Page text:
- Broad range of D_floc values maps onto a narrow range of D_cake values

Dcake determination

Illustration of the observed scaling that is indicative of the fractal structure of membrane cakes.
Scaling is shown only for the pretreatment condition that corresponds to
inline-contact filtration (i.e. coagulation and minimal flocculation)

September 2014

Claudio Calderon and Christopher Crock visit MEM-TEK and the Istanbul Technical University to prepare new graphene-based membranes, learn several experimental techniques, and attend an international workshop on membrane bioreactors. Our host is the research team led by Prof. Dr. Ismail Koyuncu, Director of MEM-TEK. The visit was a part of the project funded by the U.S. NSF Partnerships for International Research and Education (PIRE) program.

Left: Chris Crock and Reyhan Sengür making hollow fiber membranes
Right: Claudio Calderon is learning dynamic mechanical analysis (DMA) for membrane testing


July 2014

Bin Guo received Dissertation Completion Fellowship for Spring 2015 semester. Congratulation, Bin, and smooth sailing toward your PhD!

June  2014

Our paper on virus concentration has been accepted for publication in the Journal of Membrane Science:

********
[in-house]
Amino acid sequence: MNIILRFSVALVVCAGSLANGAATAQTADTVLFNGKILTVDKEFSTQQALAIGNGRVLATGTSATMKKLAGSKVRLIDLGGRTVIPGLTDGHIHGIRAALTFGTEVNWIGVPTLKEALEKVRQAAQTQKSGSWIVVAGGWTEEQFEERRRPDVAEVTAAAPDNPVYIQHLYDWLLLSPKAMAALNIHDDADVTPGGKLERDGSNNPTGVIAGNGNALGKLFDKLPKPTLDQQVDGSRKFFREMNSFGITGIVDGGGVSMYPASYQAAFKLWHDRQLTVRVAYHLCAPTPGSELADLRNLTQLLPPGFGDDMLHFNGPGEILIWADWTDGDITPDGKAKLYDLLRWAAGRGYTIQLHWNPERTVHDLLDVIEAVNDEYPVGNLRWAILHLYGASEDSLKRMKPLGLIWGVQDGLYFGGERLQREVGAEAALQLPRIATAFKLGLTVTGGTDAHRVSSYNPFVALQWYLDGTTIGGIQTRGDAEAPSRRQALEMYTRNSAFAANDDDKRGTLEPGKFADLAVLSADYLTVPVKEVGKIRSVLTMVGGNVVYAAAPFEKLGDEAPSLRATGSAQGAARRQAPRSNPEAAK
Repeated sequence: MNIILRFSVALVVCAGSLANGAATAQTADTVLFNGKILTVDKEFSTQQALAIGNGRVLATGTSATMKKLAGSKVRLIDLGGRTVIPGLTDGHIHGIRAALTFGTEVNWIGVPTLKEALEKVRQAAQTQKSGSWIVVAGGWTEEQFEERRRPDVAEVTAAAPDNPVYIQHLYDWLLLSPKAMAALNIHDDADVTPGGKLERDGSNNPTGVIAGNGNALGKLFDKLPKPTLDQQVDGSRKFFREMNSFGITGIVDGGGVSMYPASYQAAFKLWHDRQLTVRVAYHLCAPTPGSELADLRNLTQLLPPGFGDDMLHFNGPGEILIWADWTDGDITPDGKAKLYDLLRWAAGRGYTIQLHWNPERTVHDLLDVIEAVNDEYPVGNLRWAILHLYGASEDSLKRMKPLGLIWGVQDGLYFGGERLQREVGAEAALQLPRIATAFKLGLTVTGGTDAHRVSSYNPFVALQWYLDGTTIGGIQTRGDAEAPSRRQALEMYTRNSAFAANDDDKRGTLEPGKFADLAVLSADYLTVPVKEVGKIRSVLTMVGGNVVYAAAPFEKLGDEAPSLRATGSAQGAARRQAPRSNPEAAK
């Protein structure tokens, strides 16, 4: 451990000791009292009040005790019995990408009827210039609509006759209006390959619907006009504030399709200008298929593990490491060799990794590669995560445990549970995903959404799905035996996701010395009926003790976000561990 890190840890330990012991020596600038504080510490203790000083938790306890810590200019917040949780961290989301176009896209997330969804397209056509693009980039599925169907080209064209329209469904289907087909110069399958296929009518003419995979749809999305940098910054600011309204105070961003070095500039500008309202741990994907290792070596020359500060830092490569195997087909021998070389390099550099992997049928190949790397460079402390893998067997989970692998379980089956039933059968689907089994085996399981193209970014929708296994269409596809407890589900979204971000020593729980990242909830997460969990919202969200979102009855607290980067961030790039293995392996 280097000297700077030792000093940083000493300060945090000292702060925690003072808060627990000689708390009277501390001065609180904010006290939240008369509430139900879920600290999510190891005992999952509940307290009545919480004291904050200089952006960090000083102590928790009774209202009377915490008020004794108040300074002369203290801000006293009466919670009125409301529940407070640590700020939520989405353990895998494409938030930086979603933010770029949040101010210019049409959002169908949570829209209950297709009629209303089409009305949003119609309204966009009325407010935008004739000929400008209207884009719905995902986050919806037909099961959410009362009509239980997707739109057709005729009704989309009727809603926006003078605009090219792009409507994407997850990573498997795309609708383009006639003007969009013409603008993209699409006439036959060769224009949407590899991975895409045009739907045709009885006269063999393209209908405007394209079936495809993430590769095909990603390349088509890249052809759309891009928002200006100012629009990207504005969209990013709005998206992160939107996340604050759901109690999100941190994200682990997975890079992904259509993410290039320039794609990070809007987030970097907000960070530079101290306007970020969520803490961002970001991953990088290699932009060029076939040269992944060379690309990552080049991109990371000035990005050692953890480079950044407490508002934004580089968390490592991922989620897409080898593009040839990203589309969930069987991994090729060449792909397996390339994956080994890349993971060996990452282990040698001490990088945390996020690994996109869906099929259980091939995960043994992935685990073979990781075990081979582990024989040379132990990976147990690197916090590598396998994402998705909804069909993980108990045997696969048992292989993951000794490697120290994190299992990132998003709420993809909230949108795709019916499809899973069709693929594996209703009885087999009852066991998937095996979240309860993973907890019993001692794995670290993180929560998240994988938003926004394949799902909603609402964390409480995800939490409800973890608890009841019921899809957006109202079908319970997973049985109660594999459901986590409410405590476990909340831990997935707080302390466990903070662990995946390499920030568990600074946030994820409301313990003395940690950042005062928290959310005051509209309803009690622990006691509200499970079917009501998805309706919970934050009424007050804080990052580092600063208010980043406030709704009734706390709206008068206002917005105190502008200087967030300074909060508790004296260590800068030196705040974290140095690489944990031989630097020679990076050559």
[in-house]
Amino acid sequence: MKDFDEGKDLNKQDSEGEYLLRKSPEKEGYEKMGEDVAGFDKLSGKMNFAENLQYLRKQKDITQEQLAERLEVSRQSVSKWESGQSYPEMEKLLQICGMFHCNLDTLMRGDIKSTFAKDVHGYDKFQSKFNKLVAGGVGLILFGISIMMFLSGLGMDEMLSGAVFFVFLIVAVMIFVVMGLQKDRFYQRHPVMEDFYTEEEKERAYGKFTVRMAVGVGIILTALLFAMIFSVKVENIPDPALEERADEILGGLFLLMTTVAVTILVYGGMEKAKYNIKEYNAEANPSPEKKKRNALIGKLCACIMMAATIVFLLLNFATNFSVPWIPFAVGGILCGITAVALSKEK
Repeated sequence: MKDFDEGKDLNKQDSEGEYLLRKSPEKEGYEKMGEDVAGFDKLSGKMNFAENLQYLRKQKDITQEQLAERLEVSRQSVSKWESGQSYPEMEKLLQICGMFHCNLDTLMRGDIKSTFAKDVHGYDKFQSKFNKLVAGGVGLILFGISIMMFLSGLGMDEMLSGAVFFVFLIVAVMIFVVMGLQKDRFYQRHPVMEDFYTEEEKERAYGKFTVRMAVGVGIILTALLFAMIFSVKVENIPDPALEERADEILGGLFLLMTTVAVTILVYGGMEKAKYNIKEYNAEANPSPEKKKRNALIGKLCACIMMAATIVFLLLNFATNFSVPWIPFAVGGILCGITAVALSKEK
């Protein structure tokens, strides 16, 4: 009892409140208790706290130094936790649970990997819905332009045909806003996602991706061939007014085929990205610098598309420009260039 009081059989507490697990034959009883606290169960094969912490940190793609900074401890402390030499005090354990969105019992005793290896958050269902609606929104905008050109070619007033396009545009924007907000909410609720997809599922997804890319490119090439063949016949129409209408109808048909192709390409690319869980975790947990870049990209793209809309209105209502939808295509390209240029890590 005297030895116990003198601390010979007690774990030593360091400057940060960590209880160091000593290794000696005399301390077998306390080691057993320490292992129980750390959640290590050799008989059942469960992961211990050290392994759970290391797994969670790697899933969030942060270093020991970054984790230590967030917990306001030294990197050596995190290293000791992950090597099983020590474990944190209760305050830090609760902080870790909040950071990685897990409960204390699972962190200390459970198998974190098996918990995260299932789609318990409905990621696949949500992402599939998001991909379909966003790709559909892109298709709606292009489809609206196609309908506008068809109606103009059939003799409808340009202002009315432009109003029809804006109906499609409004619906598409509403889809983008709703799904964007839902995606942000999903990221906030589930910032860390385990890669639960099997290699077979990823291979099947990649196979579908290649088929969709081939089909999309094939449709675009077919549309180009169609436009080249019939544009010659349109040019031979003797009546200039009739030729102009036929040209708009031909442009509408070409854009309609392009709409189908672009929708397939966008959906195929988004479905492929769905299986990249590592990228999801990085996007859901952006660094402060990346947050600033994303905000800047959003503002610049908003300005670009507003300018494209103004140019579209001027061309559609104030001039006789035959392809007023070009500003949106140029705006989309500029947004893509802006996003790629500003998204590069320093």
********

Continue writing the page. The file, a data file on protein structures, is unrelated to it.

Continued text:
Pasco, E. V.; Shi, H.; Xagoraraki, I.; Hashsham, S. A.; Parent, K. N.; Bruening, M. L.; Tarabara, V. V. Polyelectrolyte multilayers as anti-adhesive membrane coatings for virus concentration and recovery, J. Membr. Sci. 2014, 469, 140–150. This is a collaboration with our MSU colleagues Merlin Bruening (Chemistry), Syed Hashsham (Environmental Engineering), Irene Xagoraraki (Environmental Engineering), and Kristin Parent (Biochemistry and Molecular Biology).


- Anti-adhesive membrane coatings based on polyelectrolyte multilayers are designed
- Anti-adhesive membrane coatings increase pre-elution virus recovery up to 2-fold
- XDLVO virus–membrane interaction energies are computed
- Higher pre-elution recoveries can be attributed to PEM׳s anti-adhesiveness.

Elodie Hang JMS